KPMG has suggested those who take time off work to raise children should receive a super tax rebate. 

The analysts say raising children should not deprive parents of extra contributions to their retirement. 

KPMG has released the latest report in a series aimed at lifting women's workforce participation and narrowing gender pay gaps.

It lays out options including having the federal government make top-up contributions (rather than co-contributions) into the superannuation accounts of primary carers who have a child of pre-school age.

They say this would help lower-income women make higher contributions to their super. Currently, Australian women retire with 28 per cent less superannuation than men. 

“We shouldn't have to apologise for making sure that the same opportunities to access concessions are available to high-performing women and high-earning women as they are to higher-earning men,” says KPMG chairman Alison Kitchen.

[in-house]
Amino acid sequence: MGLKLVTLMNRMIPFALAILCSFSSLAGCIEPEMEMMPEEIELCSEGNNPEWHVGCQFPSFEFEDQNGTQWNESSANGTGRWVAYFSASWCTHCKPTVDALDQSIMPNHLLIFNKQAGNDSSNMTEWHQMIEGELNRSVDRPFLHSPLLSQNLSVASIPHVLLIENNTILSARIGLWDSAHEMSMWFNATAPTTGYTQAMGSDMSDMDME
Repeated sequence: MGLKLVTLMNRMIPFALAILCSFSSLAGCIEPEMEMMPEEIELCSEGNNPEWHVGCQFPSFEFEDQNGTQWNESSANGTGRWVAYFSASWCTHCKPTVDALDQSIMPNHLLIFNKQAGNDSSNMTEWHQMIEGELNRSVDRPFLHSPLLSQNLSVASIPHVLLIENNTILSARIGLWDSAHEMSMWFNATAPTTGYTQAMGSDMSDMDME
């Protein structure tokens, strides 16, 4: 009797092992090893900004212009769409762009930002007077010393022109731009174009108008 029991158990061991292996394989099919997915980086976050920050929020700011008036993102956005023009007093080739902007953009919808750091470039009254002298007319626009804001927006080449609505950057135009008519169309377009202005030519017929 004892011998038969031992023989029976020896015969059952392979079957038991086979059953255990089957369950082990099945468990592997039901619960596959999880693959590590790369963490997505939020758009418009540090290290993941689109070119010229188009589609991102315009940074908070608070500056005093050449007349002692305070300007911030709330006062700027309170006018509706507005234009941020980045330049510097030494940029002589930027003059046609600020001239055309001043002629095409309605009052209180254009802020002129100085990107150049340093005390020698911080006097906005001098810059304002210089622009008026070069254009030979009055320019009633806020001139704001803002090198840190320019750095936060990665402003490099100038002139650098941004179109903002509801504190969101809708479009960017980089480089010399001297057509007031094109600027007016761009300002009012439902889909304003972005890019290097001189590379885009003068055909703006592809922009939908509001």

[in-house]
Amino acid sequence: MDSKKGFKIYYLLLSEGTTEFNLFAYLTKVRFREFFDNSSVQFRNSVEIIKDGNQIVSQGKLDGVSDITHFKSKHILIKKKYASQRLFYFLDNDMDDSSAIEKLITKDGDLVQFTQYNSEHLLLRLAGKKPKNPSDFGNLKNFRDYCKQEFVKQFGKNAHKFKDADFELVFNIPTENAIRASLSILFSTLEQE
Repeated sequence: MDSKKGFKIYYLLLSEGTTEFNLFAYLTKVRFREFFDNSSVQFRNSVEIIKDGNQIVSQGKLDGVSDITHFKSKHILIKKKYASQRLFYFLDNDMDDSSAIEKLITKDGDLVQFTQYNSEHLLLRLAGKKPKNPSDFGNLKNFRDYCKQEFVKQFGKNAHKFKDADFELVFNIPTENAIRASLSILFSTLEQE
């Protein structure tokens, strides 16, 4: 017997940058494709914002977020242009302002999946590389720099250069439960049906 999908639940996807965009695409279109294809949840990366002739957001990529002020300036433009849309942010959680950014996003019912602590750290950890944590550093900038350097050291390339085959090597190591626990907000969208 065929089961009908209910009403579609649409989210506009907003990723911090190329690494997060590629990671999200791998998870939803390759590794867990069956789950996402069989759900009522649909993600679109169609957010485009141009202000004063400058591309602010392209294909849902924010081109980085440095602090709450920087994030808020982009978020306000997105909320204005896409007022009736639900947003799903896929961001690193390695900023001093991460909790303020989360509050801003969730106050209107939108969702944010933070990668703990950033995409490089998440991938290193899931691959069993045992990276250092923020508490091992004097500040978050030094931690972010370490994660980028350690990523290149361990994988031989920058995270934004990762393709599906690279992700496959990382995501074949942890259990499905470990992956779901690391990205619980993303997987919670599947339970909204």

“It is important not just to focus on disadvantaged women, but to also make sure that we're levelling the playing field.”

The analysts suggest a rebate be awarded for the 15 per cent Superannuation Contributions Tax paid on contributions up to five years after the period out of the workforce, so that primary carers are compensated for superannuation lost while at home caring for children.

The KPMG proposal would see the primary carer catch up to 50 per cent of the mandatory concessional contributions that might reasonably have been made, had they not taken time out of the workforce.

The individual would be able to claim the rebate on their personal income tax return. 

The modelling shows that halving the workforce participation gap between men and women could increase economic growth by $60 billion over 20 years.